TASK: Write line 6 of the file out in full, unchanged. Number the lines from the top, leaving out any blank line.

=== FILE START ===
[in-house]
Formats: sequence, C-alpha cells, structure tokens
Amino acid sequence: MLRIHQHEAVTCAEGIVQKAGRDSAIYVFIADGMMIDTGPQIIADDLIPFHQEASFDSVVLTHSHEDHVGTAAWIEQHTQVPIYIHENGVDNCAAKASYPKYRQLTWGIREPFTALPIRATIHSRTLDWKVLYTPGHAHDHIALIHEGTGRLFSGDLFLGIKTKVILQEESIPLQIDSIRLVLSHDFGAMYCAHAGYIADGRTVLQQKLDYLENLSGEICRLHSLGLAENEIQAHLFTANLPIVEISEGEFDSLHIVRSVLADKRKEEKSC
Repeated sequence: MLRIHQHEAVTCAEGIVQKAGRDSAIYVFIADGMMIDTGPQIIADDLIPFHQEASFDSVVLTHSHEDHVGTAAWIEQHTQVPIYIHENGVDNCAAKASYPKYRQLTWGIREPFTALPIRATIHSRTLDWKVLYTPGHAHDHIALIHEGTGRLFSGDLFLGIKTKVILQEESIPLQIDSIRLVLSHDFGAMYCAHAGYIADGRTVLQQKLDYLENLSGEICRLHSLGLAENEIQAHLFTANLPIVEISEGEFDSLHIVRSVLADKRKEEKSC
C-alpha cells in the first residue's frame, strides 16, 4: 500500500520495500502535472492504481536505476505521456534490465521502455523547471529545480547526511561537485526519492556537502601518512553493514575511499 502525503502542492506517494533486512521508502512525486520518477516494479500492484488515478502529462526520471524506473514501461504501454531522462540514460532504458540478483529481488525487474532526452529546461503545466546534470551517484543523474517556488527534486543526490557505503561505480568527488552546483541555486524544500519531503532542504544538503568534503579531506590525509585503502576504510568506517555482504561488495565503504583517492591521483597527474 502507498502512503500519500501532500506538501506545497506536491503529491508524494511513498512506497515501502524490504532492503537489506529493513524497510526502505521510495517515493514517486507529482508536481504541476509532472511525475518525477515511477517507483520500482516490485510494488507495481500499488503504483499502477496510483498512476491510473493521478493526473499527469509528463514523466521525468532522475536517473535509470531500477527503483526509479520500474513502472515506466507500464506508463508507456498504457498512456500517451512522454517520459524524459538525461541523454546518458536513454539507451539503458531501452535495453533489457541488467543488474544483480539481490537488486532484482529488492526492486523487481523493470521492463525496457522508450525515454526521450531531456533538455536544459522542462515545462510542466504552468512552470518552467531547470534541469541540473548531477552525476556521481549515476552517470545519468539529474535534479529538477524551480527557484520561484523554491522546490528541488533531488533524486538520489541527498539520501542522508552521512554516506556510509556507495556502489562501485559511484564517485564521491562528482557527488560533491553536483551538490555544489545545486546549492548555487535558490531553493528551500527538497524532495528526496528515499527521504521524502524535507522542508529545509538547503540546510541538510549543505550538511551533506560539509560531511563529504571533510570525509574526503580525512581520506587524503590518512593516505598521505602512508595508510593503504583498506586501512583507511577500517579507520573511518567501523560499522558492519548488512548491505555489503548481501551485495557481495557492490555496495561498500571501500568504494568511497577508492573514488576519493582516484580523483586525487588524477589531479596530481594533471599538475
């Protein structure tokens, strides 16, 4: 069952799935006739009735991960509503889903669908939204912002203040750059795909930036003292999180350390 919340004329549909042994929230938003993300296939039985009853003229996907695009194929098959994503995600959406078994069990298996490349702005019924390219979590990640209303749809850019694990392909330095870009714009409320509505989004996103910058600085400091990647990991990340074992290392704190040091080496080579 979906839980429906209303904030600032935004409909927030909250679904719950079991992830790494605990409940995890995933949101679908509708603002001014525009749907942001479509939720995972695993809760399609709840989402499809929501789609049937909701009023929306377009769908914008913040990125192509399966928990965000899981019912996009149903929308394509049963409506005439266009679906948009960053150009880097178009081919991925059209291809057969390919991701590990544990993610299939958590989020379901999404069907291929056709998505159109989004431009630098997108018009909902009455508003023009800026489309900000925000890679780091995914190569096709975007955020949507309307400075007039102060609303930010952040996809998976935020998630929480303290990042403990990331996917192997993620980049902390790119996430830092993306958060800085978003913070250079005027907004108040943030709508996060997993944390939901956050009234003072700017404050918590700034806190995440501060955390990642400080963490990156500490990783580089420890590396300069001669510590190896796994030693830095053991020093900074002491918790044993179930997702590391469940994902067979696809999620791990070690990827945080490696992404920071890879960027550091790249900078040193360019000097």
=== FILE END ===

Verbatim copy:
């Protein structure tokens, strides 16, 4: 069952799935006739009735991960509503889903669908939204912002203040750059795909930036003292999180350390 919340004329549909042994929230938003993300296939039985009853003229996907695009194929098959994503995600959406078994069990298996490349702005019924390219979590990640209303749809850019694990392909330095870009714009409320509505989004996103910058600085400091990647990991990340074992290392704190040091080496080579 979906839980429906209303904030600032935004409909927030909250679904719950079991992830790494605990409940995890995933949101679908509708603002001014525009749907942001479509939720995972695993809760399609709840989402499809929501789609049937909701009023929306377009769908914008913040990125192509399966928990965000899981019912996009149903929308394509049963409506005439266009679906948009960053150009880097178009081919991925059209291809057969390919991701590990544990993610299939958590989020379901999404069907291929056709998505159109989004431009630098997108018009909902009455508003023009800026489309900000925000890679780091995914190569096709975007955020949507309307400075007039102060609303930010952040996809998976935020998630929480303290990042403990990331996917192997993620980049902390790119996430830092993306958060800085978003913070250079005027907004108040943030709508996060997993944390939901956050009234003072700017404050918590700034806190995440501060955390990642400080963490990156500490990783580089420890590396300069001669510590190896796994030693830095053991020093900074002491918790044993179930997702590391469940994902067979696809999620791990070690990827945080490696992404920071890879960027550091790249900078040193360019000097």